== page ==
Economic Preview: Peloton earnings: Are free trials swaying ‘reluctant buyers’?

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Peloton Interactive Inc. hasn’t received a very warm welcome thus far from Wall Street, so the maker of fancy exercise equipment and fitness videos will be looking to change that narrative when it delivers its first earnings report on Tuesday morning.

There are a number of moving parts for Peloton PTON, -1.52% It is launching its service in Germany during the current quarter, attempting to grow sales of its newer treadmill offering and continuing to invest in studios in the U.S. and the U.K. But the biggest number to watch when Peloton delivers its results is the company’s December-quarter outlook, which will show how the company expects its equipment and services offerings to fare during the crucial holiday season.

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The December quarter tends to be a seasonally strong one for Peloton, according to Cowen & Co.’s John Blackledge, due to holiday gifting and new year’s resolutions. Blackledge said a new home-trial offer provides opportunity for upside this time around.

Here’s what to expect from Peloton’s Tuesday report.

What to expect

Earnings: Analysts surveyed by FactSet expect that Peloton lost an adjusted 34 cents a share in the September quarter. That’s the same as the consensus estimate on Estimize, which crowdsources projections from hedge funds, academics and others.

Revenue: The FactSet consensus calls for $199 million in September-quarter revenue, up from $112 million a year earlier. The Estimize consensus models $212 million.

Stock movement: Peloton shares have risen 9.3% over the past month, but the stock is off 13% from its September IPO price of $29. Analysts surveyed by FactSet have a rosy view of the stock, with 19 out of 21 analysts listed rating the stock a buy, while the other two remain on the sidelines. The average price target is $30.85, 22% above recent levels.

Read: Peloton’s rough ride continues despite comparisons to Apple and Roku

What else to watch for

Canaccord Genuity analyst Michael Graham is looking for Peloton to show about 35,000 new connected fitness subscribers for its September quarter, bringing the company’s total up to almost 550,000. He expects that the big areas of investor attention going into the conference call are the size of Peloton’s market opportunity and the company’s profit trajectory.

“In terms of profitability, Peloton generates enough gross profit from [connected fitness product] sales to largely cover sales and marketing expense, enabling rapid subscriber growth and greater investment in key areas like content and logistics,” Graham wrote. “FY20 will be a heavy investment year along these lines, with two new flagship studios, additional fulfillment capacity, and a new headquarters contributing to Ebitda [earnings before interest, taxes, depreciation and amortization] margin trough of (19%).”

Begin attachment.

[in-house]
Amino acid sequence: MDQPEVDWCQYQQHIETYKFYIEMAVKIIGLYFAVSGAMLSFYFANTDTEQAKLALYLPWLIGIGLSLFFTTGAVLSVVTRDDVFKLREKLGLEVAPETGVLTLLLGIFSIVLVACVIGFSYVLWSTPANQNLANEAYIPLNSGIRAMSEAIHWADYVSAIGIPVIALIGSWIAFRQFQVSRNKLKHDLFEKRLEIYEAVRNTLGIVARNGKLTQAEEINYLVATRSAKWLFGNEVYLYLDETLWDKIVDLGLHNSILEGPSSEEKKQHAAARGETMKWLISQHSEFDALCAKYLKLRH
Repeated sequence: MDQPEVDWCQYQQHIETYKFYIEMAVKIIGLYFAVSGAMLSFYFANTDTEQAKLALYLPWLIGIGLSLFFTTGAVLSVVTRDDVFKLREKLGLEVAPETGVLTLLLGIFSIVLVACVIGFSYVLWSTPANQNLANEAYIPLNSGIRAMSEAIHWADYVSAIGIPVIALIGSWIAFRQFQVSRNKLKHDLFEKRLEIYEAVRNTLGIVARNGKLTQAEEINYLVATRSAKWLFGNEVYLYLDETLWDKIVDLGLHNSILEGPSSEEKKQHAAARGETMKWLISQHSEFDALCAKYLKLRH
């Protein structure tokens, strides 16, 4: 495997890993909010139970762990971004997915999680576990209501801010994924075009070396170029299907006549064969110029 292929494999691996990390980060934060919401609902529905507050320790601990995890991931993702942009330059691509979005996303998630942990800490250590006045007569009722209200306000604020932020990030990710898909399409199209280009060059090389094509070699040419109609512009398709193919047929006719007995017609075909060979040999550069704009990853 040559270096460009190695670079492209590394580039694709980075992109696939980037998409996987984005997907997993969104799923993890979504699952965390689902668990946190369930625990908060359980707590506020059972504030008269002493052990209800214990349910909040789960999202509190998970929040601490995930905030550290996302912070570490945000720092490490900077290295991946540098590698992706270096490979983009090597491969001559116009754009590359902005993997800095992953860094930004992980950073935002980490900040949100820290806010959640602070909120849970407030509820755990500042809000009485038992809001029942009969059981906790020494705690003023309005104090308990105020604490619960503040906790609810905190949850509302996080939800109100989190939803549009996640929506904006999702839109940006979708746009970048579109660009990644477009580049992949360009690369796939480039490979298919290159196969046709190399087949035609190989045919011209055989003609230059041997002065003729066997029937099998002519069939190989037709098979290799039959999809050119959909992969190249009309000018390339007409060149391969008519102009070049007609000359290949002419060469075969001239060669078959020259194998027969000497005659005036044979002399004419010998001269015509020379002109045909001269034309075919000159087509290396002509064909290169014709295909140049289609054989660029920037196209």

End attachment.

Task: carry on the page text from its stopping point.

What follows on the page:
He rates the stock at buy with a $33 target price.

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Cowen’s Blackledge will be watching for commentary on the company’s international progress, following recent launches in Canada and the U.K., as well as opportunities for enterprise sales. Though he acknowledges that ongoing music litigation shouldn’t have a significant impact on the company’s numbers, he notes that Peloton’s management might provide an update on the issue.

Blackledge rates the shares at outperform with a $34 target price.

One question for MKM Partners analyst Rohit Kulkarni is whether Peloton is exposed to risk by featuring star instructors on its platform, asking whether the company saw any drop in engagement or increase in churn rate after instructor Jennifer Jacobs left over the summer. He also wonders whether Peloton benefited from increased brand awareness following its IPO.

Kulkarni rates the stock at neutral with a $24 target price.

SunTrust Robinson Humphrey’s Youssef Squali is upbeat about the free-trial offer that Peloton launched toward the end of the last quarter. “We believe the introduction of the 30-day trial is significant as it should help push some of the more reluctant buyers to purchase the product given the money-back guarantee (including shipping fee),” he wrote. “This may be particularly potent around the upcoming holidays and the new year’s resolutions.”

He has a buy rating and $30 target on Peloton’s stock.